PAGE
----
Oakland Zoo trading cards are a great way to take home your favorite animals. Look for our helpful Docent volunteers during your next visit to collect your cards and learn fun, interesting facts. Visit this page to find out which cards are available and more amazing, animal information.
See which cards are available below:
Gray Wolf (1 of 100)
Wolves are the largest members of the dog family, or Canidae, which also includes foxes, coyotes, domestic dogs, and more.
These misunderstood animals have been portrayed as "big-bad" predators, and because of this have been eradicated in many parts of the world. Working with ranchers to co-exist with wolves can help shed their negative image. Help educate others about the true nature of wolves. Learn how Oakland Zoo is Taking Action for Wolves here.
These tortoises are native to the Aldabra atoll off the eastern coast of Africa. An atoll is a ring-shaped island formed of coral.
These tortoises face a similar threat that our California native Western Pond Turtles face: introduced species. Animals that are not native can compete with those that are native by taking their resources like food and habitat. Make sure to always find a proper home pets you are unable to care for and never release them into the wild. Learn how Oakland Zoo is Taking Action for Native CA Reptiles here.
African Elephant (3 of 100)
An elephant trunk has around 40,000 muscles in it. A human has around 600 total in their entire body!
Hornbills are the only birds in which their first two neck bones are fused together to support the weight of their large beak
These birds require trees to create their unique nests and often prefer hardwood. Deforestation is a major problem and results in habitat loss for them. Offering supplemental nest boxes and protecting their forest home is crucial for these birds. Learn how Oakland Zoo is Taking Action for Hornbills here.
Grizzly Bear (5 of 100)
Though the Grizzly bear is featured on the California state flag, these bears have been seen in the state since the early 1900's.
As populations increase, we come into closer proximity of Grizzly bears and especially with Black bears in California. These encounters can often be bad for the bears who are considered nuisance bears and sometimes relocated or even killed. Properly storing your food and picking up trash can help reduce these bear encounters. Learn how Oakland Zoo is Taking Action for Bears here.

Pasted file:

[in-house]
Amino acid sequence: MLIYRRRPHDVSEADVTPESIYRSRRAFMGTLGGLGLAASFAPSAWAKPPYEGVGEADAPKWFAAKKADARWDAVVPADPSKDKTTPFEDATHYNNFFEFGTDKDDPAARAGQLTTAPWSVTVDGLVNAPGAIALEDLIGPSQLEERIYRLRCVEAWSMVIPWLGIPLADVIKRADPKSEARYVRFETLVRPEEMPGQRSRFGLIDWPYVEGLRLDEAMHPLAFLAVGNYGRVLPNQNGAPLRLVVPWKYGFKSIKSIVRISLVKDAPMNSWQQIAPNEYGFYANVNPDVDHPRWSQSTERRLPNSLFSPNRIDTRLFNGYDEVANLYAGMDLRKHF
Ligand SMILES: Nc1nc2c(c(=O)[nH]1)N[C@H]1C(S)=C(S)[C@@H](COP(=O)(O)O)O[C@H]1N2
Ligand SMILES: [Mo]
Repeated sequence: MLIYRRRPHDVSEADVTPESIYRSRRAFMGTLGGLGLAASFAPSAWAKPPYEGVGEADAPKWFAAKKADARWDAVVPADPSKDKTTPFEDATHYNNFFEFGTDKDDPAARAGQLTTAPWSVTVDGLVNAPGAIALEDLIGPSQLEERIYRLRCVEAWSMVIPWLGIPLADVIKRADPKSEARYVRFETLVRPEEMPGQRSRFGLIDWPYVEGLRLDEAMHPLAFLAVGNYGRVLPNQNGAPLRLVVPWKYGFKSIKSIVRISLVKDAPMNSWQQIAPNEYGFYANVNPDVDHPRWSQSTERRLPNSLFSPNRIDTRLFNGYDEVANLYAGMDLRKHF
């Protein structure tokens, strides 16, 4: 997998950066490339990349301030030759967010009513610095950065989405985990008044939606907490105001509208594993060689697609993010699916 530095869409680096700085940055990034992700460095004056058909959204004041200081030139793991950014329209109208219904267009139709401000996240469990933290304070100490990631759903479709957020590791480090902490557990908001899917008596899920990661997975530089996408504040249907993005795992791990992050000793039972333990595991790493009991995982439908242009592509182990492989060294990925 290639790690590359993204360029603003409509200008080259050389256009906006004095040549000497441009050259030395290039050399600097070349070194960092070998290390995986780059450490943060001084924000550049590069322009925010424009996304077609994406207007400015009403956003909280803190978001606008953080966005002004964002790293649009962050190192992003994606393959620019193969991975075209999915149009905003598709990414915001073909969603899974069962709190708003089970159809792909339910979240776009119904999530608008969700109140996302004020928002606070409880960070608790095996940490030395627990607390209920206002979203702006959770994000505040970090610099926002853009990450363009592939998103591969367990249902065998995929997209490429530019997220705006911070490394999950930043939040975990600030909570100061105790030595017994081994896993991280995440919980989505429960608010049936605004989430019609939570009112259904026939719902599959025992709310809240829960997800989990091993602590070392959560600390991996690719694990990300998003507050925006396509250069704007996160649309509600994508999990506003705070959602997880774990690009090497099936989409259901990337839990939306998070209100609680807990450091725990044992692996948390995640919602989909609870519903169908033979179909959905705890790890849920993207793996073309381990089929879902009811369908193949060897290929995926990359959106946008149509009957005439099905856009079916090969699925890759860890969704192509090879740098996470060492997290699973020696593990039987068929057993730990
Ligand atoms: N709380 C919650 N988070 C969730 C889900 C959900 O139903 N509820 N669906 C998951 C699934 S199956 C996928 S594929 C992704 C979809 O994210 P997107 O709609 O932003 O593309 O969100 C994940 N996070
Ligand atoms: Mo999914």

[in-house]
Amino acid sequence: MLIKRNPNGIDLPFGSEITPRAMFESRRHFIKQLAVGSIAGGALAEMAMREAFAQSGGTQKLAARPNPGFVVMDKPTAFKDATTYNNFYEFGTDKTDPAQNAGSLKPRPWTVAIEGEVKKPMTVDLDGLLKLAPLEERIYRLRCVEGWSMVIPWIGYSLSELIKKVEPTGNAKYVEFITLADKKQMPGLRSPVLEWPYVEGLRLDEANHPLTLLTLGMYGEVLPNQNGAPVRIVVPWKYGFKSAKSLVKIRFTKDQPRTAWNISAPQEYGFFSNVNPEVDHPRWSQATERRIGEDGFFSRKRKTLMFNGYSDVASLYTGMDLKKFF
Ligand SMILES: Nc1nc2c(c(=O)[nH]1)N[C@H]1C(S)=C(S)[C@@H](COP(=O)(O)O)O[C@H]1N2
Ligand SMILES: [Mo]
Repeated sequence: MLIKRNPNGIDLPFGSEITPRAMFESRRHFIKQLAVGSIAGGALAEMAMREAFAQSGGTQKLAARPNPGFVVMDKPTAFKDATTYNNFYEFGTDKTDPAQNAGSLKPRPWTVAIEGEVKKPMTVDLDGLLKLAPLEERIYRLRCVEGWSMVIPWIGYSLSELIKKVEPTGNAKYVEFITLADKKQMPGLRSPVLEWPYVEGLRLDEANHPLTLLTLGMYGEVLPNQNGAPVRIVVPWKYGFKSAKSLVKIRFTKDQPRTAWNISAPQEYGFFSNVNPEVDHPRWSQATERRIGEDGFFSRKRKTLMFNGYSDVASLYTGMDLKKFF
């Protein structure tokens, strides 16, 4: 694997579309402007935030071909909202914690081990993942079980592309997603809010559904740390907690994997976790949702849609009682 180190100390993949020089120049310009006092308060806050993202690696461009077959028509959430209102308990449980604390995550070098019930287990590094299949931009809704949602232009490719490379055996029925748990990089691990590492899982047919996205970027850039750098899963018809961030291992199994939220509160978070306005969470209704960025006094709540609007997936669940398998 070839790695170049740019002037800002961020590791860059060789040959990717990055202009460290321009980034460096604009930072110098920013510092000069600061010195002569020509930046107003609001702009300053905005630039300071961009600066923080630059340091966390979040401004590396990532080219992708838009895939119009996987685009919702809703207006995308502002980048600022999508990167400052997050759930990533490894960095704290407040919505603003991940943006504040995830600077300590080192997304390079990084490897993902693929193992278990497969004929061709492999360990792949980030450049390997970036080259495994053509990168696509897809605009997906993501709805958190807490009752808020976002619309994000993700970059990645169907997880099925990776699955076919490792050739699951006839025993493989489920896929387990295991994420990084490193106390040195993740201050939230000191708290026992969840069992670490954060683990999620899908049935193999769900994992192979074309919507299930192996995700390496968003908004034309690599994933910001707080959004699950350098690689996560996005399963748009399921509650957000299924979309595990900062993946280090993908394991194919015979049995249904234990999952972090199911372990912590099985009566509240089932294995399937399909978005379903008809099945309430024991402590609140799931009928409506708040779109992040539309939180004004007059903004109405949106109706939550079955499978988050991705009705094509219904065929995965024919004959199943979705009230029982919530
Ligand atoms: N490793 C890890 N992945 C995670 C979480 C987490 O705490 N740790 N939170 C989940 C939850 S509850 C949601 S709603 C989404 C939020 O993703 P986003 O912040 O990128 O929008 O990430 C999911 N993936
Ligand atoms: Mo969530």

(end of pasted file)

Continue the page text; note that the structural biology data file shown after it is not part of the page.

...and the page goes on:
Meerkat (6 of 100)
Meerkats are bold hunters and will go after venomous animals like scorpions. They can remove the stinger without getting hurt and have some immunity to the venom.
Though their appearance and behavior can be perceived as "cute," these animals are indeed wild and would make poor pets. These carnivores natural behavior is to be aggressive and are better observed than to be handled. When choosing a pet make sure to do proper research and never keep wild animals as pets. Learn how Oakland Zoo is Taking Action to end the Exotic Pet Trade here.
Ring-tailed Lemur (7 of 100)
Males lemurs get into "stink fights" to claim territory by rubbing their scent glands on their tails and flicking the foul smell towards their opponent.
The forests that lemurs use and live in are shrinking as human populations grow on the island of Madagascar. Deforestation and habitat loss continue as people harvest wood for charcoal. Purchasing sustainable wood-based items or up-cycled, re-purposed wood items help save the lemurs habitat. Learn how Oakland Zoo is Taking Action for Lemurs here.
Tiger (8 of 100)
Our tigers at the zoo are considered "generic" because they are rescued, illegal pets and it is unknown what subspecies they originate from since they were likely offspring of different tiger subspecies.
While tiger numbers are declining in the wild, their numbers are rising due to the illegal pet trade and unregulated traveling animals shows or circuses. By not visiting and supporting traveling shows that feature animals, you will reduce the demand for wild animals in entertainment. Learn how Oakland Zoo is Taking Action for Tigers here.